Now, I don’t need to say that the Nazi’s value-systems were entirely arbitrary and not a reflection of innate human worth. However, it seems I do have to say that our attitudes towards animals are similarly socially constructed. In many Asian countries cats and dogs are considered vermin; cows still hold a special status in India; the French are happy to eat horse; and the Japanese eat dolphin. Our belief in Australia that pigs, sheep, cattle and chickens are ‘food animals’ is entirely culturally specific and based largely on the assumption that these animals can be farmed ‘efficiently’. I use inverted commas because it takes about 500 litres of water and 6 kilograms of grain to produce one kilogram of meat. Nonetheless, the classification of ‘food animals’ is so deeply engrained that in 2010, Perth butcher Vince Gareffa received death threats after advertising horse meat for sale.

  Drama on Altiplano

The overlooked reality is, however, that normalised meat-eating is just an ideology. It is a behaviour underpinned by a set of anthropocentric ideas, like that animals are less valuable than humans, that they have a lesser capacity for suffering, that they don’t have the right to autonomy, that their familial bonds and social structures are unimportant, and that we need to eat meat (despite the fact that many dieticians agree that adult vegetarians can get all their necessary vitamins, minerals and energy from other sources including modern soy products and supplements).

So, the Holocaust comparison works to some degree, and more so than I initially thought. However, as soon as one delves into any detail the similarities are subsumed by the number and significance of the differences. To identify just a few:

  1. The killing of animals is far more directly functional; it produces food. The Nazi extermination campaign, however, was geared towards achieving an abstract, utopian ideal. In this way, death was effectively an end in and of itself; the point of murdering minorities was so that they wouldn’t be alive.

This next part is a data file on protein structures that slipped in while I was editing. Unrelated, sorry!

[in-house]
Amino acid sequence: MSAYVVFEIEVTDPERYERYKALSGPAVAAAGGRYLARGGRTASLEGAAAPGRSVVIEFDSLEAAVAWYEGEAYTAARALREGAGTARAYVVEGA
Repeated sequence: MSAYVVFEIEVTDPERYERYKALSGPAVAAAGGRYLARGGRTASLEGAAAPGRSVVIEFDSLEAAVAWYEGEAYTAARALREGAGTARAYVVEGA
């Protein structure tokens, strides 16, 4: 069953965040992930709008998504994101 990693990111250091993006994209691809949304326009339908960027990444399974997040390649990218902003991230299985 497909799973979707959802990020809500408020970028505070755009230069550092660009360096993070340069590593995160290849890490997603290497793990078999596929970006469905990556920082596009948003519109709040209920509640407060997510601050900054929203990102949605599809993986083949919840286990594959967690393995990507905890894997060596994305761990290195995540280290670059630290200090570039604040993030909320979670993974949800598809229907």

1. Animals killed for meat were usually bred for that purpose.
  1. The actual methods of slaughter are very different.
  1. While pigs have the intelligence of the average three-year-old child, the victims of the holocaust did have a far greater capacity to comprehend their own suffering.
  1. Establishing personal responsibility in the case of Europeans who participated in some way in the Holocaust is ethically highly ambiguous. Meat eating, on the other hand, leaves no room for unwilling complicity. Every time you consume meat you are making an active moral choice to financially support and thereby maintain intensive farming practices.

Image credit: Jo-Anne McArthur/Animal Equality UK

However, the difference that matters the most, the difference which is really at the heart of the reaction against Fredriks and PETA, has little to do with the functions of the two industries of slaughter. The difference is that the Holocaust is the single event that has most harrowed the Twentieth and Twenty-First Century. It has shaken our faith in humanity itself in a way that nothing else ever has and cast a long, dark shadow over Europe. Rightly or wrongly, we don’t consider anything else in human history to be as bad. This is why the comparison doesn’t work as a piece of persuasive advertising; people feel too strongly that any comparison to the Holocaust can only devalue it, not raise something else to the same status. If a promotional strategy doesn’t have the desired effect then it should be discontinued, and for or no other reason than this the Holocaust analogy should be abandoned. The animal welfare advertising we really need is the sort that breaks down those culturally specific value-systems with regard to animals. If we could get the picketers from Vince Gareffa’s butcher shop to care as much about cows as they do about horses, the meat industry would be very different.

Annathea Curry is a First Class Honours graduate from the University of Western Australia, with a BA in English and History.  In a family of entomologists, psychiatrists, doctors, physiotherapists and engineers she is the literary exception.


‘Europe High Court Upholds Ban on PETA’s Holocaust Ads’, JSpace,
Gwen Sharp, ‘PETA’s Holocaust On Your Plate Campaign’, The Society Pages,
‘Jo Fredriks Homepage’
Josh Jerga, ‘Perth Butcher Selling Horse Meat Sent Death Threats’, Perth Now,
Sherry F. Colb, ‘The European Court of Human Rights Upholds German Ban on PETA’s “Holocaust On Your Plate” Campaign: Lessons for Animal Activists and for Animal Product Consumers’, Verdict